Green Cards for VAWA Self-Petitioners
The federal Violence Against Women Act, or VAWA, makes some people eligible to become lawful permanent residents of the United States without their spouse’s or parent’s consent. However, the provision in this law doesn't apply to everyone. This guide explains how VAWA self-petitioners can apply for green cards on their own.
What is VAWA, and How Does it Relate to Immigration?
Normally, when a person wants to get a green card based on their family connections, they need a sponsor. A sponsor is someone who's willing to take responsibility (primarily financial) for the recipient.
However, victims of abuse who are married to a U.S. citizen or lawful permanent resident can apply for their own green cards without a sponsor.
What is a VAWA Self-Petitioner?
A VAWA self-petitioner Is a person who is eligible to apply for their own green card without a sponsor's consent. First, the person must apply to petition for themselves; then, they can apply to become a lawful permanent resident.
Do You Need a Sponsor if You’re a VAWA Self-Petitioner?
You do not need a sponsor if you are a VAWA self-petitioner. You may apply on your own.
Who’s Eligible to Self-Petition for a Green Card Under VAWA?
You may apply for a green card on your own if you are the victim of battery or extreme cruelty that was committed by your:
- United States citizen spouse or former spouse
- U.S. citizen parent
- U.S. citizen son or daughter
- Lawful permanent resident (LPR) spouse or former spouse
- LPR parent
It's important to note that despite the act’s name, you do not have to be a woman to apply for your own green card under this program. Anyone who has suffered battery or extreme cruelty committed by a citizen or lawful permanent resident in one of the above-listed relationships may apply.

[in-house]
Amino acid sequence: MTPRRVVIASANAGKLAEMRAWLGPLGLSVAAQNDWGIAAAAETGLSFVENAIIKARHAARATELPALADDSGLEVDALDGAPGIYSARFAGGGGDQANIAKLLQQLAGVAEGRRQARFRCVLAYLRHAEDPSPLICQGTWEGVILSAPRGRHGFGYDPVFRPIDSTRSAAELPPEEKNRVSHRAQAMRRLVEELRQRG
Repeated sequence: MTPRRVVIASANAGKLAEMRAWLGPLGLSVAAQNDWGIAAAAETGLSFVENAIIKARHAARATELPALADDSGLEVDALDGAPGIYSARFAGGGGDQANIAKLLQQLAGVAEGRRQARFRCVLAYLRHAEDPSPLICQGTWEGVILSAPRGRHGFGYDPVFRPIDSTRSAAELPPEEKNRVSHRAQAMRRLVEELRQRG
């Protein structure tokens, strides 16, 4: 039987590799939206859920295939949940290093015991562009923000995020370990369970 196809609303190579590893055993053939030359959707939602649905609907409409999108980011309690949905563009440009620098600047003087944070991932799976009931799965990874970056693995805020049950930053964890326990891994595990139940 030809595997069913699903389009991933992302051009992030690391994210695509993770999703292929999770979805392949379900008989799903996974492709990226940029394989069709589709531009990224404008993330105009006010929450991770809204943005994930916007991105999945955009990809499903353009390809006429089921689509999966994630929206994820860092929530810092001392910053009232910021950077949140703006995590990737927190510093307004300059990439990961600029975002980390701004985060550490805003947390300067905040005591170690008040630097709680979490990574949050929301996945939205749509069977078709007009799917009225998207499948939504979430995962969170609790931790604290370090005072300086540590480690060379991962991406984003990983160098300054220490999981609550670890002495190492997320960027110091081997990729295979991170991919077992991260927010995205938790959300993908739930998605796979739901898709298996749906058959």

However, even if a person is qualified based on battery or extreme cruelty through one of these family relationships that provide eligibility for a green card, not everyone is eligible to adjust their status as a VAWA self-petitioner. In fact, you must also meet these requirements:
- You must be physically present in the United States at the time you file your application to register your permanent residence or adjust status.
- You must be eligible to receive an immigrant visa.
- There must be an immigrant visa immediately available to you at the time you file your paperwork, as well as at the time that U.S. Citizenship and Immigration Services makes its decision.
- You are not barred from adjusting your status.
- You are considered admissible to the United States as a lawful permanent resident, or you're eligible for a waiver of inadmissibility (or another form of relief).
- You merit the favorable exercise of USCIS discretion.
What is the Favorable Exercise of USCIS Discretion?
USCIS officials our allowed to use their own discretion when determining whether an application is worthy of favorable consideration.
Essentially, that means if the official handling your case feels like it's worth pushing forward, it will be pushed forward.
What About Bars to Adjustment and Grounds of Inadmissibility?
VAWA self-petitioners are exempt from bars to adjustment. That means it doesn't matter how you entered the United States, or whether you committed one of a number of acts or violations of immigration law.
However, you must still be admissible to the United States. There are certain circumstances that make a person inadmissible, such as criminal records. As a VAWA self-petitioner, all of the grounds of inadmissibility apply to you (except those related to entry without inspection, which means coming into the United States unlawfully, and those related to becoming a public charge; a public charge is someone who is dependent on certain government benefits).